Automatic supercars are the norm today, of course, but they’re usually fitted with snappy dual-clutch transmissions. Such gearboxes were rather far off when this car was launched; the NSX has a four-speed automatic whose shifts are best described as ‘leisurely’. Worse still, this automatic car is less powerful than the manual version, and the redline is 500rpm lower. Not that you reach this reduced ceiling all that often, for the ’box has an annoying habit of shifting up early, even under full load.
But we don’t want to moan too much about this transmission. We’ve taken the wheel of Honda UK’s facelifted manual car (it’s not here today because we wanted to go as early as possible for the full pop-up-headlight glory in these photos), and with its 3.2-litre V6’s fancy titanium con-rods it’s a wonderful car to drive, the gearbox adding an extra dimension to the experience with a glorious shift action.
It screams up to an 8,000rpm redline, with VTEC variable valve timing giving a noticeable surge over the last 2,000 revs. The car feels faster than the relatively modest 276bhp output suggests it might (a reasonably low kerbweight of around 1,400kg helps here), while the hefty, short-throw manual gearshift makes it engaging and satisfying to work through the six ratios on offer.
You can enjoy the chassis regardless of the type of transmission fitted; it still holds up to scrutiny more than three decades after the NSX’s launch. Admittedly, the ride is a touch firm at lower speeds, but it soon smooths out as you go faster, and yet there’s precious little body roll. Normally, a tendency for a car to flop onto its door handles is what dates it,
but you’ll find none of that here.
The steering is slow by modern standards, so tight corners can provide the driver with something of a workout, but put in the effort and the NSX responds with a very willing front end. And given that the power and torque levels are reasonably modest, you don’t have to worry too much about the rear of the car catching you out, normally something to bear in mind with mid-engined vehicles.
Ultimately, the NSX ended up sticking around a little longer than it probably should have done. It was originally a rival for the Ferrari 348, but Maranello replaced that car three times over (F355, 360, F430) by the time Honda finally swung the axe on its mid-engined creation. Over the course of the NSX’s lifespan, other manufacturers cottoned on to the fact their supercars could also be easier to drive and more useable day to day, and the Honda soon found itself left behind.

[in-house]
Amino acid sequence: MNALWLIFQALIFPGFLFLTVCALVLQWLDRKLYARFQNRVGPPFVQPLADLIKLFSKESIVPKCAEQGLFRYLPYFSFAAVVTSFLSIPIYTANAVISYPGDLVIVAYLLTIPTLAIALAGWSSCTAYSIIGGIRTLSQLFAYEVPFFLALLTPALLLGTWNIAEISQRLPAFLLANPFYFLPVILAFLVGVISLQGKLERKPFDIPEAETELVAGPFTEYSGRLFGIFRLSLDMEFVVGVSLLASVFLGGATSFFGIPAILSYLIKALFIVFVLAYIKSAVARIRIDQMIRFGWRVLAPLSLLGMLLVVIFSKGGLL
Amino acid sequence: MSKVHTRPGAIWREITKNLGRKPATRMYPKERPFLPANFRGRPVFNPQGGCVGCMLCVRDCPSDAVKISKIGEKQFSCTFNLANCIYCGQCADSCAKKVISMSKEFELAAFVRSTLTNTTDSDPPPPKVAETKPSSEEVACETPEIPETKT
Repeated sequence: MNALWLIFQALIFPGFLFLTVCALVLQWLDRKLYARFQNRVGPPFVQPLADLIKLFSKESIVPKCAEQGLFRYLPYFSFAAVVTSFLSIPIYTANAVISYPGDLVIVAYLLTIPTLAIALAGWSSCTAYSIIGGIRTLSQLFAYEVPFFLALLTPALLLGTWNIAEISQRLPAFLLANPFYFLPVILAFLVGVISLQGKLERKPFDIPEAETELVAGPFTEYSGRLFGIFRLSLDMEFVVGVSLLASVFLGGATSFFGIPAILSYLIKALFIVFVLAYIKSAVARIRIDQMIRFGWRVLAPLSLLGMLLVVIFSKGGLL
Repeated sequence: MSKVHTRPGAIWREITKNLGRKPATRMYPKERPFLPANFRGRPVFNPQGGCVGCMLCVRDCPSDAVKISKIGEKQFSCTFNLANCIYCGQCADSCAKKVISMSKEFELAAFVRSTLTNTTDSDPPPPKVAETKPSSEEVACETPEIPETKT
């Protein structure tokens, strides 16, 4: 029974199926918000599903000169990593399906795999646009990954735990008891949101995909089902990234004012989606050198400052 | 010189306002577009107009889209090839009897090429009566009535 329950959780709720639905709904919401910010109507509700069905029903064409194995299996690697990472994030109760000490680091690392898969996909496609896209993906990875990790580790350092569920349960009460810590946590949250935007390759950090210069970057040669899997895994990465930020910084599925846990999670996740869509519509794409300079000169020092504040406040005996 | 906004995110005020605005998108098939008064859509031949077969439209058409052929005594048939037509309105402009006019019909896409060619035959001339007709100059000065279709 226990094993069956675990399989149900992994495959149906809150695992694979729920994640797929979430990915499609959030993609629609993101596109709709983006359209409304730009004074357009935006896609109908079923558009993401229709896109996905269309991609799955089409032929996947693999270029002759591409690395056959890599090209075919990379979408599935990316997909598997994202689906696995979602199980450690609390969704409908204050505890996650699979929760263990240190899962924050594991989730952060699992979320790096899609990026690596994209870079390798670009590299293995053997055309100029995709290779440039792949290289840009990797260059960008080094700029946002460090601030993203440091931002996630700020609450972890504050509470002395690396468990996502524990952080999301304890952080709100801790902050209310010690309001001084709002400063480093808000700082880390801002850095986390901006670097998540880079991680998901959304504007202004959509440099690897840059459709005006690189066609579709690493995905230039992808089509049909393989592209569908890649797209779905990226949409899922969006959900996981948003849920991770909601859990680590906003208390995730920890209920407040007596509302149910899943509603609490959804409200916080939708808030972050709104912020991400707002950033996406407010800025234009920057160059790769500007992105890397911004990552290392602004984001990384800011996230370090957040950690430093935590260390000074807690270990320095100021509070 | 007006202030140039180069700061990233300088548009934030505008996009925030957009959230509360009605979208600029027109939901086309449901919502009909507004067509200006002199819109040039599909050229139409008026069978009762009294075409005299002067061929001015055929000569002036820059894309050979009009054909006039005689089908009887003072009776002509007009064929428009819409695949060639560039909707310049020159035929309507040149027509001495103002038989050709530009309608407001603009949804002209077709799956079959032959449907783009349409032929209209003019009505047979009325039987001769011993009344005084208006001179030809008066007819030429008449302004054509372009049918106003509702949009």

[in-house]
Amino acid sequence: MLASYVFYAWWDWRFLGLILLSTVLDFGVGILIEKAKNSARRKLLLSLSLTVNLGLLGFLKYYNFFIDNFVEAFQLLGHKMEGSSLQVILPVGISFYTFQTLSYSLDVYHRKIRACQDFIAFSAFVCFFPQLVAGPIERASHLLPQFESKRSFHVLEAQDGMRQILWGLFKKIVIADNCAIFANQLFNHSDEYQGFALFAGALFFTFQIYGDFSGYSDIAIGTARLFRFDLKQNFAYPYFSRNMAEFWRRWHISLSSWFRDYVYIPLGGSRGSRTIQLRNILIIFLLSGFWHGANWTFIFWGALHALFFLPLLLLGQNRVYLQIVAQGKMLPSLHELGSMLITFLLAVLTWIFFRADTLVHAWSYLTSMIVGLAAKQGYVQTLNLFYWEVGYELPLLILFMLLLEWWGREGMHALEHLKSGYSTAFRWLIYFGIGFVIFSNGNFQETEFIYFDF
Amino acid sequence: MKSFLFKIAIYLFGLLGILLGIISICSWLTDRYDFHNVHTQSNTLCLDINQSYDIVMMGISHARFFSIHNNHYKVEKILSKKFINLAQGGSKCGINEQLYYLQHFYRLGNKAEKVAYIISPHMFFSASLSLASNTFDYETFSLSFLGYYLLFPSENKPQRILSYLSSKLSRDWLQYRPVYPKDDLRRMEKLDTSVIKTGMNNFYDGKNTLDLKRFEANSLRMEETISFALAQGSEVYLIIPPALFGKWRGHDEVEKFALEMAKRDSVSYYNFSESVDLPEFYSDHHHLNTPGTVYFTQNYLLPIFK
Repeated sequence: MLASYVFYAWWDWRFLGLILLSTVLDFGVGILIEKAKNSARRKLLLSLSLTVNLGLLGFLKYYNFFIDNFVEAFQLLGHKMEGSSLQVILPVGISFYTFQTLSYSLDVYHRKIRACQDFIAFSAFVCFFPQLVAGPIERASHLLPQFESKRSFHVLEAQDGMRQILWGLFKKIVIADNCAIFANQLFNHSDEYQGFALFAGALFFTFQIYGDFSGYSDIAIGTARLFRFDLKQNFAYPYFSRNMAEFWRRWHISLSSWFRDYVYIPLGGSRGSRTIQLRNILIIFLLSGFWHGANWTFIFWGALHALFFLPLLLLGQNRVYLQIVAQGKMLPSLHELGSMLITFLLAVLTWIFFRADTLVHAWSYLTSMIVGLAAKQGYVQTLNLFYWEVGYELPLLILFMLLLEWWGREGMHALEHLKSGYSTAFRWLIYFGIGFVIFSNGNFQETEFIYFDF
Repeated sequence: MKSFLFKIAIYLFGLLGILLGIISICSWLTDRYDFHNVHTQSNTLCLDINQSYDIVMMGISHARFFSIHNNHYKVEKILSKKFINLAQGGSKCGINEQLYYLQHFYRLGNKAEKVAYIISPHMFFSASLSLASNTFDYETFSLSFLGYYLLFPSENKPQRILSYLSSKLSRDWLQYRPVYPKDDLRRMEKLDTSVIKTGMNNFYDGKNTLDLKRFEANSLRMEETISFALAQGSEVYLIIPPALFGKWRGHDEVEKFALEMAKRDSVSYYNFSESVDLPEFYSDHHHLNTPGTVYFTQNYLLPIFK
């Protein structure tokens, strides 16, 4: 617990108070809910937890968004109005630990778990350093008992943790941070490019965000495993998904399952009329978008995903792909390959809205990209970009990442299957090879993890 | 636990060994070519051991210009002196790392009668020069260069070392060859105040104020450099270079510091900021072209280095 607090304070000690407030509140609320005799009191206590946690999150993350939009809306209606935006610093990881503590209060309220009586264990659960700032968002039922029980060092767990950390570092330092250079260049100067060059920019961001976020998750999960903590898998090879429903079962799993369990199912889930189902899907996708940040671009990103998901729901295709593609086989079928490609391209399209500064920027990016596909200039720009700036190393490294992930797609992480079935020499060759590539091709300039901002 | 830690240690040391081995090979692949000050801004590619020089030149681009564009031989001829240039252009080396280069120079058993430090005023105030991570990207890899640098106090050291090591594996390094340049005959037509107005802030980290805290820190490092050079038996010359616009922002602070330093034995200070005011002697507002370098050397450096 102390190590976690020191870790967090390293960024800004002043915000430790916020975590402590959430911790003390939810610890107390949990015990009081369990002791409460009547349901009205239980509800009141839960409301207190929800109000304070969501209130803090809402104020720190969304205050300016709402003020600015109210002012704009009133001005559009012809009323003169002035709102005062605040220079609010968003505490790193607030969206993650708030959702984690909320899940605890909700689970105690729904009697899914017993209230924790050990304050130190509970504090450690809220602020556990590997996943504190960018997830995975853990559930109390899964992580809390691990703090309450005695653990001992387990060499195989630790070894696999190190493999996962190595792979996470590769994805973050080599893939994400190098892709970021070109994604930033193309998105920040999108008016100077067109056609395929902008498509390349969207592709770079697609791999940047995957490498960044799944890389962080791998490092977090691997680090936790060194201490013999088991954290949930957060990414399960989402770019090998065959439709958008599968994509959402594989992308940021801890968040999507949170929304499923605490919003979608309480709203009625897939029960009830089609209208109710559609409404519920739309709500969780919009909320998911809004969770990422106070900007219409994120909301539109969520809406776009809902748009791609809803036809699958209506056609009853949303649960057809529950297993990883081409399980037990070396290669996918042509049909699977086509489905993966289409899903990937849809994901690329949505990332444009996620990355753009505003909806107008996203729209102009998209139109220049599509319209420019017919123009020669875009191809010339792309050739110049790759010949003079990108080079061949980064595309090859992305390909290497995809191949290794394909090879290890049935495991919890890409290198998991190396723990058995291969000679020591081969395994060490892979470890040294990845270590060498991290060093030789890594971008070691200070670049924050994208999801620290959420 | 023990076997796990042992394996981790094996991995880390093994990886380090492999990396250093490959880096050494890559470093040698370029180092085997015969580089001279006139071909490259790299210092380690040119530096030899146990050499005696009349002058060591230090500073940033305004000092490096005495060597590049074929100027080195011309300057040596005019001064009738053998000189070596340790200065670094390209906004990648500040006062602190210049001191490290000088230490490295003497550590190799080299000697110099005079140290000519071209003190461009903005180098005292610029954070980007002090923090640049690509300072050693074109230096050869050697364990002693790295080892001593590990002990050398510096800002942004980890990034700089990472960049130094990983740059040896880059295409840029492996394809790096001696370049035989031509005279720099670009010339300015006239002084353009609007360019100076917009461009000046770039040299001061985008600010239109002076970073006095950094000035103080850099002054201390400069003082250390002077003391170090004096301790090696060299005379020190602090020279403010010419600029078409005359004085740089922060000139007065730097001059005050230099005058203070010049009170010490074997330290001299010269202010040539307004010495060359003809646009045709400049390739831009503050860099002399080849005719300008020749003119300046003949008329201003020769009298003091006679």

Production ended in 2005, after around 18,000 examples had been built. Having taken its time to discontinue the first-generation NSX, Honda also waited a fair while to bring out a successor, which didn’t arrive until 2016. It proved shorter-lived than the original and nothing like as popular. And a fine machine though it was in many ways, it didn’t leave a mark quite like the original managed.
Interested in buying one?
The NSX was once a used bargain, but those days are long gone. The car is still fairly good value compared with some nineties supercars, though; around £50k should get you a nice, original example. You won’t have much choice, but there’s always a decent handful of cars for sale.
The engine is pretty robust, but check for a full service history to show the correct intervals have been kept to, especially for the cambelt; this should be renewed every 70,000 miles or seven years. A clutch should last 50,000- 60,000 miles, but is pricey to change.
The aluminium body makes the NSX far more resistant to rust than its steel-bodied rivals, but the panels will be expensive and hard to repair if pranged.
In 1997 the NSX was updated with a 3.2-litre version of the V6, although the automatic model missed out on this. A facelift in 2002 ditched the pop-up headlights for fixed clusters.
|Price now:||From £50,000|
|Engine:||3.0-litre V6 petrol, 252bhp|